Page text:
“You don’t have a full plate right now,” she said. “You have a platter at an all-you-can-eat buffet.”
It had been a year of back-to-back punches. You know, the kind of year where you feel so knocked down you’re not sure you’ll make it back to standing. My friend was attempting to balance me the way you balance a too-full glass of water on the way to bed–cautiously and with much care.
At the tail-end of my tailspin, I found myself navigating a divorce during the middle of a pandemic. Not exactly the answer I gave to “where do you see yourself in five years” at that job interview in 2015.
Expectations are tough that way.
Things fall apart because our world is broken by sin, and yet, every single time, I find myself surprised that things don’t work out and that people leave and that life can be so painful.
I’m a dreamer by nature, a planner. If you want to know what life will look like in five years, I can tell you with pinpointed accuracy, complete with a Pinterest board and matching outfits. That’s just how the Lord built me, and I swear it’s going to serve someone someday.
But for now, those grandiose dreams are hard to reconcile with reality. Have you ever found yourself desperately searching for meaning out of a pile of rubble? Searching the ashes for even a glimmer of the thing you knew you were destined to have?
Shattered dreams are hard like that.
And I think the enemy wants nothing more than to leave us right there–a pile of ashes, smoke still rising from the thing we loved that burned to the ground.
It’s easy to stay there. It’s easy to set your focus on the thing you’ve lost, the thing you never had, the thing that was taken from you.
Grief is all-consuming like that. It’s like quicksand. The more you struggle, the more it consumes until, before you know it, you’re up to your neck gasping for the next breath.
And whether it’s a broken marriage or an unexpected death, a lost pregnancy or a failed business–it hurts. Pain is relative, and it’s not a competition.
Hurt is hurt. Betrayal is betrayal. Loss is loss.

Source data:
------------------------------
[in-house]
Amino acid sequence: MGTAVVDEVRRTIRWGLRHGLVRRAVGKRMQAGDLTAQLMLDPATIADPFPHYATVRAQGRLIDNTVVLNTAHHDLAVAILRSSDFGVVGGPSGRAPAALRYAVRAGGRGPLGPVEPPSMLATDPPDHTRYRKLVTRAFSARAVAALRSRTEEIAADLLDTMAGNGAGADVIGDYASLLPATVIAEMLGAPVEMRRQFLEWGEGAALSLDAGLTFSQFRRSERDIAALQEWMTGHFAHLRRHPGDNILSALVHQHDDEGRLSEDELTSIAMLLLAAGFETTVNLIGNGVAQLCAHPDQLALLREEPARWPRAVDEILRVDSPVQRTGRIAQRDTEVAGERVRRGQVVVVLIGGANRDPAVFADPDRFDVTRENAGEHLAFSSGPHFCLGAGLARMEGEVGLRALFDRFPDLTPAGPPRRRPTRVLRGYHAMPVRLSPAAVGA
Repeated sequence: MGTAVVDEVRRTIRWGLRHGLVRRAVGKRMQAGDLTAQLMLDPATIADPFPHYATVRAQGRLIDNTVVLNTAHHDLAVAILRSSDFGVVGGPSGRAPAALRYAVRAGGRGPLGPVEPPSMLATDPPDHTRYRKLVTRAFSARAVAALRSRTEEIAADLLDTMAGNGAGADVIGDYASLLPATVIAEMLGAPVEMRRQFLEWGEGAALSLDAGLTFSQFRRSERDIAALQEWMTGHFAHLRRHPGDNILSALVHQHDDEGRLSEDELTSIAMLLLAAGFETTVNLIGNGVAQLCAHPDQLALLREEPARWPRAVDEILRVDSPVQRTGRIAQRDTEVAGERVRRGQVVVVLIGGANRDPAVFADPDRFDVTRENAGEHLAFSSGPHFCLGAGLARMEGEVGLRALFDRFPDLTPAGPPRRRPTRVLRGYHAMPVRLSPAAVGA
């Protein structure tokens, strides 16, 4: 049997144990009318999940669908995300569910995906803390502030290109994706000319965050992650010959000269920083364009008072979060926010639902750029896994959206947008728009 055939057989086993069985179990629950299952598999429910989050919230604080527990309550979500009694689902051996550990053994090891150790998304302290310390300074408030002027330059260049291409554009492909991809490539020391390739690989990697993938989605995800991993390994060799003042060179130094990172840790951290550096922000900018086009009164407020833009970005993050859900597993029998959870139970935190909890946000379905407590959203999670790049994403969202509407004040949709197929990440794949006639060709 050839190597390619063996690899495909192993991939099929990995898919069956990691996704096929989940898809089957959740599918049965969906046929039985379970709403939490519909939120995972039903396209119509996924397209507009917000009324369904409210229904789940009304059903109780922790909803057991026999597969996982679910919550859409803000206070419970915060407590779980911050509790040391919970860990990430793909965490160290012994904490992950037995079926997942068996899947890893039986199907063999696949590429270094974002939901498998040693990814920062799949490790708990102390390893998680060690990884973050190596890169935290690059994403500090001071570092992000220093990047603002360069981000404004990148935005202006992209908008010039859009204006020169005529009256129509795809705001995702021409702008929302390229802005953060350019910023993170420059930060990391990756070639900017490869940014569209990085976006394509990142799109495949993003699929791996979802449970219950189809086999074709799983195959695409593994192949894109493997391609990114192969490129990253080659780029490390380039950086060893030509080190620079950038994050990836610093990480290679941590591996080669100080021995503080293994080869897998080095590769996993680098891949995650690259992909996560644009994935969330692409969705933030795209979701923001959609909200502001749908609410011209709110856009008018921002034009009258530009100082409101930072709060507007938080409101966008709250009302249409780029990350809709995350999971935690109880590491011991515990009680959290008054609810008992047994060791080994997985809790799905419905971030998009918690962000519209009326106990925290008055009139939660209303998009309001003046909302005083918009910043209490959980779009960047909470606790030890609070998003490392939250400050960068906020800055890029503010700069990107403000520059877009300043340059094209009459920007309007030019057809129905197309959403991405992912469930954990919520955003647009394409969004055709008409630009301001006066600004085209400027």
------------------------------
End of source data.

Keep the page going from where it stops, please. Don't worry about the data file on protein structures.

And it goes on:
It’s all part of the human experience, they say, but it was never supposed to be this way, and I think that’s why it feels so hard.
“Everyone has their thing,” someone once told me. The more I thought about that, the more I accepted its truth. Some people get the marriage but not the baby. Others get the job but not the marriage. Some people get the baby but not the health. Pain is relative, and we all carry some with us.
Comparison is toxic like that. In our world, it’s easier than ever to identify all the ways you don’t measure up, and we find ourselves playing a constant game of where do I rank?
We weren’t made for that either.
The Bible tells us to grieve. It acknowledges that we need to feel and experience pain. But it also encourages us to move forward with hope.
Joyce Meyer taught a sermon on the passing of Moses as described in Deuteronomy 34:8, “The Israelites grieved for Moses in the plains of Moab thirty days, until the time of weeping and mourning was over” (NIV).
Thirty days. Under the Old Testament law, that was the prescribed period for grieving. I thought it sounded harsh until I heard Joyce Meyer’s teaching. The 30 days wasn’t a callous instruction that ignored the human need to mourn. Quite the opposite; it was a loving nudge that acknowledged the difficulty of pain but encouraged perseverance. It was about not getting stuck.
And I think, if the enemy can’t deceive us, he’ll distract us. Getting stuck in grief and bitterness is a great way to keep our eyes off the hope and future God promises.
So if you’re with me in the muck today, if you’re knocked down and struggling to find your footing, I hope you’ll hear this:
Take your time. Be gentle with yourself. Let yourself go there and feel all the things and cry until your voice is hoarse. Let yourself be angry and devastated in the same day. Take the time you need to stand back up.
But whatever you do–don’t get stuck. In the height of your grief, don’t lose focus.
You’ll make it out of this season, trust me. But more importantly, trust Him.